I’m not a tourist painter. I can’t just go somewhere and paint. I have to be rooted. I have to feel at home in my home environment and know the place and how it works to understand nature and what’s going on outside. This last month or so, I have been producing paintings that are better than the paintings I produced when I was first here – because I know the place now.
Where we lived in Suffolk we were right in a very beautiful rural landscape and the skies were very dramatic, but the land changes were very slow. Whereas here, because you’ve got the sky and the sea they are constantly reflecting each other.
There’s a great light, and vibrancy and energy which I absolutely love. So, my work has changed in that it’s got much more energetic and fluid and much more light-filled. I’ve got this constant changing view. It can be grey – but even the greyness like today has a beauty about it. It has silvery greys and purple greys and mists and rain. Whatever the weather there’s a real beauty in it. I feel my work has become more fluid and open and I’m really enjoying it.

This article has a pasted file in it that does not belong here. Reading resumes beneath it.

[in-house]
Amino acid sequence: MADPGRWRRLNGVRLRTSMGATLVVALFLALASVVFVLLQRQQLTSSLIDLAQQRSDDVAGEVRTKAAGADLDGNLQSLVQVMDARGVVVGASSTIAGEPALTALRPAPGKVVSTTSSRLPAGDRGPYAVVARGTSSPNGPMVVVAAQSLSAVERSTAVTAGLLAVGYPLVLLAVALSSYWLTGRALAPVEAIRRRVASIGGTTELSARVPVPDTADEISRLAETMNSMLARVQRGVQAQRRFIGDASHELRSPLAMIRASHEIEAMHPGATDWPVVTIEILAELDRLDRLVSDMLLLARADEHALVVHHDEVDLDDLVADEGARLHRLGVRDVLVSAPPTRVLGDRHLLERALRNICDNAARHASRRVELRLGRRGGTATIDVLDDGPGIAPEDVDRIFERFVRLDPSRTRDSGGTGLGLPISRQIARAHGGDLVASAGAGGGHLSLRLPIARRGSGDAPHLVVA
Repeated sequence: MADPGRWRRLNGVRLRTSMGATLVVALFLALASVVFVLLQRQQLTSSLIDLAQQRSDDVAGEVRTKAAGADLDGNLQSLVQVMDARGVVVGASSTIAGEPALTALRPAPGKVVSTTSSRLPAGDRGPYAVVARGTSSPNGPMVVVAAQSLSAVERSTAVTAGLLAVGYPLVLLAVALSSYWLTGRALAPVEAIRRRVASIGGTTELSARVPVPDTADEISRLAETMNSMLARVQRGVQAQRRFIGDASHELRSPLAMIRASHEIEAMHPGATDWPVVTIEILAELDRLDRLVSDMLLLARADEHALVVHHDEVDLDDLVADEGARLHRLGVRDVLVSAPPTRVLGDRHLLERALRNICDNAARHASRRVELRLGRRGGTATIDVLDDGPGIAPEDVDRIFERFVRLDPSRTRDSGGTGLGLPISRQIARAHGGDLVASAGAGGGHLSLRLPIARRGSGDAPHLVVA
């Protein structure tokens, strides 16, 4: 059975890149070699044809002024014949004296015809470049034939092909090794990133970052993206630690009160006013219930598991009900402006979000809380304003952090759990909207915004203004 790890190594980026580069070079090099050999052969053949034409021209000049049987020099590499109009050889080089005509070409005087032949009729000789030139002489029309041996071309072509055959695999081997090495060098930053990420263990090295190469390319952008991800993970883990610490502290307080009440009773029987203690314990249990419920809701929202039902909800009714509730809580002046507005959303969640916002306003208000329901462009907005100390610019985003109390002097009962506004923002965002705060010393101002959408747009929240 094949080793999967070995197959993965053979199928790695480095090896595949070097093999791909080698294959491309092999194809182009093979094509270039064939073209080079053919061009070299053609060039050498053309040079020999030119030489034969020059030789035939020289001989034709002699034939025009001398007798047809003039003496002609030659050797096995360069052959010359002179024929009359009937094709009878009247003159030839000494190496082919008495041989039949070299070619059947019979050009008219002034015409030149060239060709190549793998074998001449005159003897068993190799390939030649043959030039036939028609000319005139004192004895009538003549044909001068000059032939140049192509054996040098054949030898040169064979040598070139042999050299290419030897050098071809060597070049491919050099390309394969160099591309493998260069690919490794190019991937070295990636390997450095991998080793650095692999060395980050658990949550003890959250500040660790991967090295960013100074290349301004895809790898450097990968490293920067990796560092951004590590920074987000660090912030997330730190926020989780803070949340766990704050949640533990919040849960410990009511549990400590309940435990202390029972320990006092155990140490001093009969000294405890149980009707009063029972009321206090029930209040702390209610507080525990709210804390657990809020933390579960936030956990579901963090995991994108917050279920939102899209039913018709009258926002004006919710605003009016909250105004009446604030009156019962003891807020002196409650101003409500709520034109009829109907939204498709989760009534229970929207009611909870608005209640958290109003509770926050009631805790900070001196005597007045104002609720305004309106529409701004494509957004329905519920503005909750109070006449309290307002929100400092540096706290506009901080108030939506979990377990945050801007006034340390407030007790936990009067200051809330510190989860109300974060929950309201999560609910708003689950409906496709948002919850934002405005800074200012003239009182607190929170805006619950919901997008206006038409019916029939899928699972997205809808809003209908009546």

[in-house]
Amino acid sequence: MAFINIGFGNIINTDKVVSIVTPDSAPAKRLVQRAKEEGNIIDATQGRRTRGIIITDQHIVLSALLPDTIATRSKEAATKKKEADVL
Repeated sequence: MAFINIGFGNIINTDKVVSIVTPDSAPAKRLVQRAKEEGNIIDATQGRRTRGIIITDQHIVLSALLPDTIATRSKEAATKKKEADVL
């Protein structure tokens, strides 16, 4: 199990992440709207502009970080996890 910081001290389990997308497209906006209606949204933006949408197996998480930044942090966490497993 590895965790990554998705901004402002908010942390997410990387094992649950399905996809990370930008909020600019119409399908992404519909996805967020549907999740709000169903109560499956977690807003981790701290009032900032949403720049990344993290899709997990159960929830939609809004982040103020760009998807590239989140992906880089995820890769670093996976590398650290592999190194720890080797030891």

I think art is very important on all sorts of levels.
For me Art is a constant. It is in my DNA: it is not something I do, rather, it is something I am. I can no more forego Art than I can refuse to eat or drink. It is my constant companion. Without my Art I am diminished.
When I am feeling low the painting process lifts me.
I do it as a routine anyway, but when you have lost someone it gets you through those dark days. It takes you into another place, it almost gives it space. And then you become absolutely locked in and involved in what you are doing between what you are seeing and what you are trying to produce on the canvas. It’s almost like a meditation. You’ve not got that head-spinning thinking about all the other stuff going on around you that we all face every day.